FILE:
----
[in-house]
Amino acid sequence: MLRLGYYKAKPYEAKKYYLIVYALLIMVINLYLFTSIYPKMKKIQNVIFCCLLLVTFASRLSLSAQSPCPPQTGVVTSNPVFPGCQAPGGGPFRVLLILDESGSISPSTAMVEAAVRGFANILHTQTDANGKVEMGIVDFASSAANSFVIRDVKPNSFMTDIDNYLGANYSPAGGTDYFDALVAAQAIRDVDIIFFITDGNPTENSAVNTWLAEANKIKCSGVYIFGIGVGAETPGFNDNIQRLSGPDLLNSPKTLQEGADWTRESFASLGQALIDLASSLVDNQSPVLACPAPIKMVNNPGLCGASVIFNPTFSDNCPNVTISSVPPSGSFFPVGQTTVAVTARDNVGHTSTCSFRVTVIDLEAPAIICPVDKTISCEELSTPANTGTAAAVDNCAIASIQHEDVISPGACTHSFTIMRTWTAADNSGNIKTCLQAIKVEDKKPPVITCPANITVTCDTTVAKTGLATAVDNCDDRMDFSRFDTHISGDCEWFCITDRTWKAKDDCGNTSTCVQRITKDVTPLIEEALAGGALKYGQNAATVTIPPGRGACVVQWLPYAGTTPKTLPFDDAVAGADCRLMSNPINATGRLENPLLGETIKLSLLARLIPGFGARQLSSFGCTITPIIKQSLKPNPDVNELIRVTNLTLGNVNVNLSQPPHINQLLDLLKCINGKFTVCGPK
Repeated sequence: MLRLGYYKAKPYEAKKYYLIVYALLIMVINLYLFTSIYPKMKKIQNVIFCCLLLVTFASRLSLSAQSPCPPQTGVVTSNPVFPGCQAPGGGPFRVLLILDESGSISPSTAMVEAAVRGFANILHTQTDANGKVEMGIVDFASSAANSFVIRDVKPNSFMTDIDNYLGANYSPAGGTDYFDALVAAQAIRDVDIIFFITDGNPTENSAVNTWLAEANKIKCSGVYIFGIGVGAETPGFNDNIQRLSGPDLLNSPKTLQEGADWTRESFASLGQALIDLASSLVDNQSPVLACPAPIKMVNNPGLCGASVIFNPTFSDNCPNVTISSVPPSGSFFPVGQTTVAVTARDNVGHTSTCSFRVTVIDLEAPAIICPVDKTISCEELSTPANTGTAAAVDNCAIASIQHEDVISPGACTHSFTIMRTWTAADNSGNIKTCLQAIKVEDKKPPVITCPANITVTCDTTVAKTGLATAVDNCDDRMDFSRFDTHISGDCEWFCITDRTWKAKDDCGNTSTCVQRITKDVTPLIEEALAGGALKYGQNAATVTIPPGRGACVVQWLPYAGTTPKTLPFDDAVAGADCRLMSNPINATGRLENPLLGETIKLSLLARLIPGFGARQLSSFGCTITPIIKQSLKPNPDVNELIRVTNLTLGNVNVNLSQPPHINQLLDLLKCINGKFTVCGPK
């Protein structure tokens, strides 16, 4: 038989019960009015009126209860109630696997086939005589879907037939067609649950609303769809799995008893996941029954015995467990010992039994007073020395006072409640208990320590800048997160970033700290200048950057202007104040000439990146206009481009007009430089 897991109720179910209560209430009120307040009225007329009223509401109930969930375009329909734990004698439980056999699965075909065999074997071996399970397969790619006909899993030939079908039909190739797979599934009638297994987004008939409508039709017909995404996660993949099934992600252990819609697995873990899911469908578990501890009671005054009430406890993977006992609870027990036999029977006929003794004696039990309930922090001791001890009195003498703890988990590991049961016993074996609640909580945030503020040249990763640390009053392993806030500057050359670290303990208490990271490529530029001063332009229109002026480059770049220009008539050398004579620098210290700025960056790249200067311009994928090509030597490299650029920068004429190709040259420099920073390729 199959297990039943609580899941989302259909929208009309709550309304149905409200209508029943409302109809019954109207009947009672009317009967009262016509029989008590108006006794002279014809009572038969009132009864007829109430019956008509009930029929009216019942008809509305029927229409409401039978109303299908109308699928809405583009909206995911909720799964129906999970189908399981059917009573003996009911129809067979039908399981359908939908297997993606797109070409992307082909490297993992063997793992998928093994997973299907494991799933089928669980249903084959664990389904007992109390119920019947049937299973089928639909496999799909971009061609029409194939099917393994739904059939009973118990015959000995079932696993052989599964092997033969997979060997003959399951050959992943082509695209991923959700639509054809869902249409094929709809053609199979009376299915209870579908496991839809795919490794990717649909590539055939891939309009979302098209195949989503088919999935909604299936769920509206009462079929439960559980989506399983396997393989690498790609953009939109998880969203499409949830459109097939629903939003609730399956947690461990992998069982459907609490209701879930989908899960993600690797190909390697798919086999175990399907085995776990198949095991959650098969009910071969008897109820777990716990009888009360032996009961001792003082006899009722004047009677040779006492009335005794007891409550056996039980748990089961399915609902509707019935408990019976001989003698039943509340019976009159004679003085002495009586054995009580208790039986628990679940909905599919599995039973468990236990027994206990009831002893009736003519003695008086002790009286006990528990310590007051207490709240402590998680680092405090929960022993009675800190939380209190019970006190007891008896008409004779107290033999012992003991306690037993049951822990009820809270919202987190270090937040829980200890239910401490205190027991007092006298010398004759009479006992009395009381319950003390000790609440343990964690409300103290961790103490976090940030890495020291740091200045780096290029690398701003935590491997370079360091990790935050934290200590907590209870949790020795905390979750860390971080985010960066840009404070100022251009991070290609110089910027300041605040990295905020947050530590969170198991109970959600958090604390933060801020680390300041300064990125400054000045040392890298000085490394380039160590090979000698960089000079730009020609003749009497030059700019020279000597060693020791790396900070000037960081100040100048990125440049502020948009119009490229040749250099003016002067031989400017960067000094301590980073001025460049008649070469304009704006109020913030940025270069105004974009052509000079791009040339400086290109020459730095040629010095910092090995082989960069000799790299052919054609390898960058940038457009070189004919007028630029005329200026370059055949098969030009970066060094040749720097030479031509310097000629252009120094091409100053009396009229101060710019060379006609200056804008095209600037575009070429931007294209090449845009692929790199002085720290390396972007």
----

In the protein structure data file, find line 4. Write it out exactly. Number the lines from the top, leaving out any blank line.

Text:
């Protein structure tokens, strides 16, 4: 038989019960009015009126209860109630696997086939005589879907037939067609649950609303769809799995008893996941029954015995467990010992039994007073020395006072409640208990320590800048997160970033700290200048950057202007104040000439990146206009481009007009430089 897991109720179910209560209430009120307040009225007329009223509401109930969930375009329909734990004698439980056999699965075909065999074997071996399970397969790619006909899993030939079908039909190739797979599934009638297994987004008939409508039709017909995404996660993949099934992600252990819609697995873990899911469908578990501890009671005054009430406890993977006992609870027990036999029977006929003794004696039990309930922090001791001890009195003498703890988990590991049961016993074996609640909580945030503020040249990763640390009053392993806030500057050359670290303990208490990271490529530029001063332009229109002026480059770049220009008539050398004579620098210290700025960056790249200067311009994928090509030597490299650029920068004429190709040259420099920073390729 199959297990039943609580899941989302259909929208009309709550309304149905409200209508029943409302109809019954109207009947009672009317009967009262016509029989008590108006006794002279014809009572038969009132009864007829109430019956008509009930029929009216019942008809509305029927229409409401039978109303299908109308699928809405583009909206995911909720799964129906999970189908399981059917009573003996009911129809067979039908399981359908939908297997993606797109070409992307082909490297993992063997793992998928093994997973299907494991799933089928669980249903084959664990389904007992109390119920019947049937299973089928639909496999799909971009061609029409194939099917393994739904059939009973118990015959000995079932696993052989599964092997033969997979060997003959399951050959992943082509695209991923959700639509054809869902249409094929709809053609199979009376299915209870579908496991839809795919490794990717649909590539055939891939309009979302098209195949989503088919999935909604299936769920509206009462079929439960559980989506399983396997393989690498790609953009939109998880969203499409949830459109097939629903939003609730399956947690461990992998069982459907609490209701879930989908899960993600690797190909390697798919086999175990399907085995776990198949095991959650098969009910071969008897109820777990716990009888009360032996009961001792003082006899009722004047009677040779006492009335005794007891409550056996039980748990089961399915609902509707019935408990019976001989003698039943509340019976009159004679003085002495009586054995009580208790039986628990679940909905599919599995039973468990236990027994206990009831002893009736003519003695008086002790009286006990528990310590007051207490709240402590998680680092405090929960022993009675800190939380209190019970006190007891008896008409004779107290033999012992003991306690037993049951822990009820809270919202987190270090937040829980200890239910401490205190027991007092006298010398004759009479006992009395009381319950003390000790609440343990964690409300103290961790103490976090940030890495020291740091200045780096290029690398701003935590491997370079360091990790935050934290200590907590209870949790020795905390979750860390971080985010960066840009404070100022251009991070290609110089910027300041605040990295905020947050530590969170198991109970959600958090604390933060801020680390300041300064990125400054000045040392890298000085490394380039160590090979000698960089000079730009020609003749009497030059700019020279000597060693020791790396900070000037960081100040100048990125440049502020948009119009490229040749250099003016002067031989400017960067000094301590980073001025460049008649070469304009704006109020913030940025270069105004974009052509000079791009040339400086290109020459730095040629010095910092090995082989960069000799790299052919054609390898960058940038457009070189004919007028630029005329200026370059055949098969030009970066060094040749720097030479031509310097000629252009120094091409100053009396009229101060710019060379006609200056804008095209600037575009070429931007294209090449845009692929790199002085720290390396972007």